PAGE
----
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Does bankruptcy clear council tax debt? Plus 5 more of your bankruptcy questions answered

Posted 13 November 2018

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Today we're looking at six of the most commonly Googled questions about bankruptcy - and their answers. Read on to sort fact from fiction.

The word ‘bankruptcy’ can sound very serious. And there’s no doubt that it’s a big decision – but for some people it will be a suitable way for them to deal with a serious debt problem. But how much do you actually know about how bankruptcy could help you deal with your debts?

 

#1 Does bankruptcy clear council tax debt?

If you go bankrupt, most kinds of debts are written off when you are “discharged”, usually after a year. This includes council tax debts from previous years. However, it’s important to note two things:

  1. This doesn’t usually include your council tax liability for the current year. (It gets a bit more complicated if you have an Income Payment Agreement, which means you have to pay into your bankruptcy. You can find more details on this here.) In other words, going bankrupt doesn’t mean you can ignore your council tax bills!
  2. If you live with another adult who is also liable to pay council tax, you’re usually ‘jointly and severally liable’ for the tax. That means that if you go bankrupt (or enter an IVA or a Debt Relief Order), the council will pursue the other liable person for the debt instead. (See #5 for more about joint debts.)

 

#2 How will bankruptcy affect me if I want to buy a house in the future?

Bankruptcy will appear on your credit report for six years from the start date of the bankruptcy. It’s unlikely you’ll be able to get a mortgage during that time. Even after this period has elapsed, you may still be asked about your history of insolvency on a mortgage application. Some, but not all, lenders will refuse you a mortgage if you’ve ever been bankrupt. So it’s not the case that you’ll never be able to buy a house having gone bankrupt - but it’s undeniably more difficult than it would be otherwise.

 

#3 Is bankruptcy public record?

Bankruptcies, IVAs and other formal insolvency solutions are listed online by the Insolvency Service. So whilst they are public, it’s unlikely that anyone you know will see this information unless they go looking for it. Bankruptcy used to be advertised in local newspapers, but nowadays this very rarely happens.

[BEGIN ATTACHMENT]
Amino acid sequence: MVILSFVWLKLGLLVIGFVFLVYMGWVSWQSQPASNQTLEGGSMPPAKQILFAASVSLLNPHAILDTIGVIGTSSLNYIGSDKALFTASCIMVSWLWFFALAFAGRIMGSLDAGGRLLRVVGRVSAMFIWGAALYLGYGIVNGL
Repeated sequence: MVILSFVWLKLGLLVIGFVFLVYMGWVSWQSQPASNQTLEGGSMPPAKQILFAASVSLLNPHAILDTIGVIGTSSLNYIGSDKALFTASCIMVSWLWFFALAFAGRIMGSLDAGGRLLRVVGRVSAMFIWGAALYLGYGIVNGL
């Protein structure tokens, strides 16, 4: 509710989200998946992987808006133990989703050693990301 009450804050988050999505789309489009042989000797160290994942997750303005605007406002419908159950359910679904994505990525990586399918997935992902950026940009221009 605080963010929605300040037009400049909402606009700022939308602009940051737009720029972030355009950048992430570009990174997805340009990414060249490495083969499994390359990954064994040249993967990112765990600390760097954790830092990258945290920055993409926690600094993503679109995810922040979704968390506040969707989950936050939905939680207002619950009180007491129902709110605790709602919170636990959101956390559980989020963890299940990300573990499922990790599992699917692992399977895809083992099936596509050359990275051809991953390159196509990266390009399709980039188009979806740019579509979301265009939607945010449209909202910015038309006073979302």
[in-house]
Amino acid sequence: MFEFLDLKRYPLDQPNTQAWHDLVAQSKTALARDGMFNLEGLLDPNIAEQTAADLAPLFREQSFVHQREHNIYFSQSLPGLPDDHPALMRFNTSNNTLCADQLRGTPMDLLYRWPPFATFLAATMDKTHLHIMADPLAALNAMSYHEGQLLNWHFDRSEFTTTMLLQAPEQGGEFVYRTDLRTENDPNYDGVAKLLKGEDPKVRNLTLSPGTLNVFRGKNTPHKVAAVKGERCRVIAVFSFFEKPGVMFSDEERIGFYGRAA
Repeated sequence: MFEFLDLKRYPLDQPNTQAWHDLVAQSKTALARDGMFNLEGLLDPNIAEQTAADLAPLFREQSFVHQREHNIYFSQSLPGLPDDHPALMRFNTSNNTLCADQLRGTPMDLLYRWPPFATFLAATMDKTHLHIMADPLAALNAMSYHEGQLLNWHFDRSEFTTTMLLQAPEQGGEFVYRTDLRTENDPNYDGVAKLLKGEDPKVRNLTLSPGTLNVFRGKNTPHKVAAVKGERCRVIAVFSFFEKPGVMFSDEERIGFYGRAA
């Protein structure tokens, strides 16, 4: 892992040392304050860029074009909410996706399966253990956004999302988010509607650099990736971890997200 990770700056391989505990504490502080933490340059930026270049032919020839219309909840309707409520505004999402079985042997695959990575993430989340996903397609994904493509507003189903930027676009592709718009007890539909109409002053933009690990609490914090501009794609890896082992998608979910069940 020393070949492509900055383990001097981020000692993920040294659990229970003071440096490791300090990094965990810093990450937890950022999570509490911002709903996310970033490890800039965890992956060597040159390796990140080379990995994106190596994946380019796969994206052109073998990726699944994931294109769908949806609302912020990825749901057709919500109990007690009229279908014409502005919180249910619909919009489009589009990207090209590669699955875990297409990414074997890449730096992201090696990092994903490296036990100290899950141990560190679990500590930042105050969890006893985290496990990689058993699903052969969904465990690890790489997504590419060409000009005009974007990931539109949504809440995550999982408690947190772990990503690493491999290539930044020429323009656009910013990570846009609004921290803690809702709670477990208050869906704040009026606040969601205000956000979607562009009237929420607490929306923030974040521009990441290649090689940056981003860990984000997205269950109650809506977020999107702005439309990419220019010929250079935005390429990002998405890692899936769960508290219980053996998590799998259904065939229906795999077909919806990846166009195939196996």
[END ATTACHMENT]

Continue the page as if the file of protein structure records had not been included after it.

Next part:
#4 Will bankruptcy affect my employment?

In some professions - such as law and accountancy - your employer will need to know if you become bankrupt. And there are some jobs you won’t be able to do until your bankruptcy is discharged. Otherwise, your employer will not need to know. Check your employment contract to find out if your job would be affected by bankruptcy or another insolvency solution.

If you’re involved in running a business, bankruptcy will have a significant impact on you. In this case it’s especially important to get expert advice.

 

#5 How will my bankruptcy affect my spouse?

There are a few main ways in which your bankruptcy could affect your spouse or partner:

Your home and assets

If you own your home, then you may have to sell it, which will of course affect both of you. You will usually be able to keep all your other possessions unless they’re worth over a certain value.

Joint debts

If you and your partner are jointly responsible for debts, your partner will become solely liable for them if you go bankrupt - if this is the case they should seek debt advice themselves.

Credit rating

Your bankruptcy won’t have any impact on your partner’s credit history unless you’re financially linked, ie by joint accounts or if your partner has ever acted as a guarantor for you.

 

#6 Is bankruptcy the same as insolvency?

‘Insolvency’ simply means that you’re unable to pay back the debts you owe, or at least at the same rate at which you originally agreed to pay them back. Bankruptcy and other formal insolvency procedures are routes out of insolvency.

Bankruptcy is one of a few different solutions to insolvency. In England, Wales and Northern Ireland, the others are Individual Voluntary Arrangements (IVAs) and Debt Relief Orders (DROs). Scotland has its own insolvency solutions, including sequestration, Trust Deeds and the Minimal Assets Process (MAP).

These solutions are all quite different. Whether any of them are right for you depends on your circumstances: the amount of debt you have, whether you have any income to pay towards your debts, and of course in which country of the UK you live.  Click the links above to find out more about each one.

 

We hope this has answered some of your questions about bankruptcy, its implications, and your other options for getting out of debt. To find out more, visit the bankruptcy section of our website.

by Christine Walsh

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